UPDATE: Shortly after this blog was published, the deadline for applications for the Renewable Electricity Support Scheme was pushed back until 30 April 2020 in light of the ongoing COVID-19 outbreak. The text below has been amended to reflect the new date.


Applications for the long-awaited Renewable Electricity Support Scheme (RESS) opened in the Republic of Ireland on 9 March 2020 and will be open until 30 April 2020.

The total pipeline of projects in the Republic of Ireland has now reached nearly 6.9GW and, after years of uncertainty, there are approximately 1.3GW of projects eligible to participate in the first round auction. The successful projects will then be part of the first phase of ground-mounted solar construction in the Republic of Ireland.

This article discusses projects that make up this pipeline and the opportunity for solar deployment in Ireland in the coming years. The data presented is taken from the March edition of the Republic of Ireland Solar PV Opportunity Tracker Report. Details on how to access the report can be found through the link here.

Our in-house market research team has been tracking the Irish solar PV market since 2016 when the initial subsidy announcements were made. Throughout 2015 and 2016, planning and grid applications were submitted for solar farms and the pipeline of projects began to grow rapidly.

We saw lots of familiar names from the UK solar industry entering the market, and also wind developers with experience of developing projects in Ireland in addition, other Irish companies who saw solar as an opportunity started to submit projects.

However, four years on and we are just seeing the beginning of the RESS and it is thought that construction will begin on successful projects in later 2020 or early 2021.

In the initial phase of applications, the first step was to submit a grid application; delays with processing applications meant that queues formed for the busiest substations. The anticipation of the potential subsidy meant that many speculative applications were submitted that didn’t go on to a full planning application.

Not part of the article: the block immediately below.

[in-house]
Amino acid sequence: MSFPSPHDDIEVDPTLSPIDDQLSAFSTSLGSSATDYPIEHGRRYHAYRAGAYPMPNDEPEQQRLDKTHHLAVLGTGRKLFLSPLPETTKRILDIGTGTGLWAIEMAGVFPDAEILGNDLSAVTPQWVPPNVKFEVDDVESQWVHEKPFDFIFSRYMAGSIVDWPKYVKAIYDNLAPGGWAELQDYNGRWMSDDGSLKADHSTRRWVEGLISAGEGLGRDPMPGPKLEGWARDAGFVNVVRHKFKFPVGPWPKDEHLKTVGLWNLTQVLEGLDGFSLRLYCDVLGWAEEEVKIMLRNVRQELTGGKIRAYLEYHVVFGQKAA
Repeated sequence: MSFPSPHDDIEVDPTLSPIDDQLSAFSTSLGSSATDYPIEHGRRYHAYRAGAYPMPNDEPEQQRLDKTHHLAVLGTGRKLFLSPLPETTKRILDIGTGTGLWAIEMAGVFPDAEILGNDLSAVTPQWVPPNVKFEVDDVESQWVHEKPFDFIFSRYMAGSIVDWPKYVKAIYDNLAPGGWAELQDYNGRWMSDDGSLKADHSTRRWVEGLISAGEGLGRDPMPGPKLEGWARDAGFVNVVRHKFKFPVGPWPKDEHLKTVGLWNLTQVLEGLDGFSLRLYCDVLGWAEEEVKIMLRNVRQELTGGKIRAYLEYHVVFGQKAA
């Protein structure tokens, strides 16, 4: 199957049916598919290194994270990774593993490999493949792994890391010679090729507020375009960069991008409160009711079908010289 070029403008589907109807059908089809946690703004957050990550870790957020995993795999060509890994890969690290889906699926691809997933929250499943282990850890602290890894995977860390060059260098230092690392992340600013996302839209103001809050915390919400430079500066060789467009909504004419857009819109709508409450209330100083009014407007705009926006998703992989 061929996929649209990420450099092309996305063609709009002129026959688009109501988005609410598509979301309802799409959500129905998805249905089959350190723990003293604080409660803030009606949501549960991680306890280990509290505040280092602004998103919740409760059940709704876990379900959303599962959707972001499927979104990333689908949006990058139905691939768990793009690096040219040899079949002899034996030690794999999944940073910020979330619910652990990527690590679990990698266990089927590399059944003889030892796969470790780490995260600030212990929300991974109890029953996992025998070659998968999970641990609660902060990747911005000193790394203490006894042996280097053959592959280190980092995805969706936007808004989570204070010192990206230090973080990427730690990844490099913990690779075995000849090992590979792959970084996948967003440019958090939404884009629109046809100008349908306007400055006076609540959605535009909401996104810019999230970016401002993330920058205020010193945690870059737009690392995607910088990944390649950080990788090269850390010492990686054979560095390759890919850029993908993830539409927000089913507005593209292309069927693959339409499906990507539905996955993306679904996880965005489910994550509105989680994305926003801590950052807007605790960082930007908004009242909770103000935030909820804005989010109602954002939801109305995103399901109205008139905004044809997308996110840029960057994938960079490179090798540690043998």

In an effort to reduce queues and spread grid upgrade costs, ESB introduced the Enduring Connection Policy (ECP) which aims to process applications in batches in order to plan the capacity better. Projects applying for a grid connection under the ECP must have planning permission in order to reduce the number of speculative projects.

Initially it was assumed that projects participating in the RESS would need both planning permission and a grid connection contract, this was confirmed in the RESS terms and conditions. The chart below shows planning applications by year; we can see a large number being submitted in 2016 and 2017, dropping significantly in 2018 and 2019.

We estimate there are approximately 1.3GW of solar projects that would be eligible to participate in the first round of the auction. This includes projects which obtained planning permission and a grid-connection contract under the previous system. It also includes projects which are being processed under the ECP which have been given an issue date in Q2 2020 and are able to provide documentation from ESB that shows they are due to be issued a grid connection.

There are currently 36 companies with auction ready projects, and we have already seen companies entering the market looking for advanced stage projects to develop. It is likely this will continue in the coming months.

We know from the RESS documents that there will be a carve-out for solar with a maximum of 300GWh – equivalent to around 300MW – in the first auction. With this in mind, we can look at the sizes of the projects that are eligible to participate in the auction. We can see in the chart below that around two-thirds of the project are below 5MW.

However, the remaining segment is made up of larger projects and 10% of projects are in excess of 20MW. With the largest project at 100MW (and several projects in the 80MW-100MW range) it shows how competitive the auction could be for solar projects aiming for the 300MW in the carve-out. Any projects that aren’t successful in the solar carve-out will be included in the general auction but they will be competing against onshore wind.

Companies looking for opportunities in Ireland should be keeping a close eye on the outcome of the auction. Successful projects will be aiming to begin construction within the next 6 to 12 months and will need to make decisions on construction and components over the coming months.

The Republic of Ireland Solar PV Opportunity Tracker Report is updated monthly and includes details of all the auction ready solar PV projects in addition to a further 650 projects at various stages of development. For more details on how to access this site-specific report, please contact us here.